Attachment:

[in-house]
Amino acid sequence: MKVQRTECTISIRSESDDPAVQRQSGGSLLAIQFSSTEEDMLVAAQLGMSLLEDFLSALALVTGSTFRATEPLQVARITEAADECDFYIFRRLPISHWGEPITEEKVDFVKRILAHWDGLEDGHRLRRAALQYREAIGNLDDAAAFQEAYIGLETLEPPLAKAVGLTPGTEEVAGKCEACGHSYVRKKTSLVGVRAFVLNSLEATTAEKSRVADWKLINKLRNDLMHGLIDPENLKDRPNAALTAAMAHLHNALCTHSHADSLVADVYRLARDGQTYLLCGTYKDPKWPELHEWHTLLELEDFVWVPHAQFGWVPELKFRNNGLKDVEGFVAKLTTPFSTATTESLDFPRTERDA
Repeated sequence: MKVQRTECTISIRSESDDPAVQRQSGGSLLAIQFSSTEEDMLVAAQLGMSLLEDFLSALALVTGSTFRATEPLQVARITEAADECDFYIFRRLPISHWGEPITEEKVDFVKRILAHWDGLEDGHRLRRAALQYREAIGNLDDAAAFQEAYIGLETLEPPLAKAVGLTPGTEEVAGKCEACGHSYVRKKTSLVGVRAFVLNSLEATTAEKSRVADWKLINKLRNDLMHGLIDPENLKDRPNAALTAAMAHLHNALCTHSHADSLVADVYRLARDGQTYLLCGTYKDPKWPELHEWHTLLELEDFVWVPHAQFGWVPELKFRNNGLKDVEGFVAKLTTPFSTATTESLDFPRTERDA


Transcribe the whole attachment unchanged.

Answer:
[in-house]
Amino acid sequence: MKVQRTECTISIRSESDDPAVQRQSGGSLLAIQFSSTEEDMLVAAQLGMSLLEDFLSALALVTGSTFRATEPLQVARITEAADECDFYIFRRLPISHWGEPITEEKVDFVKRILAHWDGLEDGHRLRRAALQYREAIGNLDDAAAFQEAYIGLETLEPPLAKAVGLTPGTEEVAGKCEACGHSYVRKKTSLVGVRAFVLNSLEATTAEKSRVADWKLINKLRNDLMHGLIDPENLKDRPNAALTAAMAHLHNALCTHSHADSLVADVYRLARDGQTYLLCGTYKDPKWPELHEWHTLLELEDFVWVPHAQFGWVPELKFRNNGLKDVEGFVAKLTTPFSTATTESLDFPRTERDA
Repeated sequence: MKVQRTECTISIRSESDDPAVQRQSGGSLLAIQFSSTEEDMLVAAQLGMSLLEDFLSALALVTGSTFRATEPLQVARITEAADECDFYIFRRLPISHWGEPITEEKVDFVKRILAHWDGLEDGHRLRRAALQYREAIGNLDDAAAFQEAYIGLETLEPPLAKAVGLTPGTEEVAGKCEACGHSYVRKKTSLVGVRAFVLNSLEATTAEKSRVADWKLINKLRNDLMHGLIDPENLKDRPNAALTAAMAHLHNALCTHSHADSLVADVYRLARDGQTYLLCGTYKDPKWPELHEWHTLLELEDFVWVPHAQFGWVPELKFRNNGLKDVEGFVAKLTTPFSTATTESLDFPRTERDA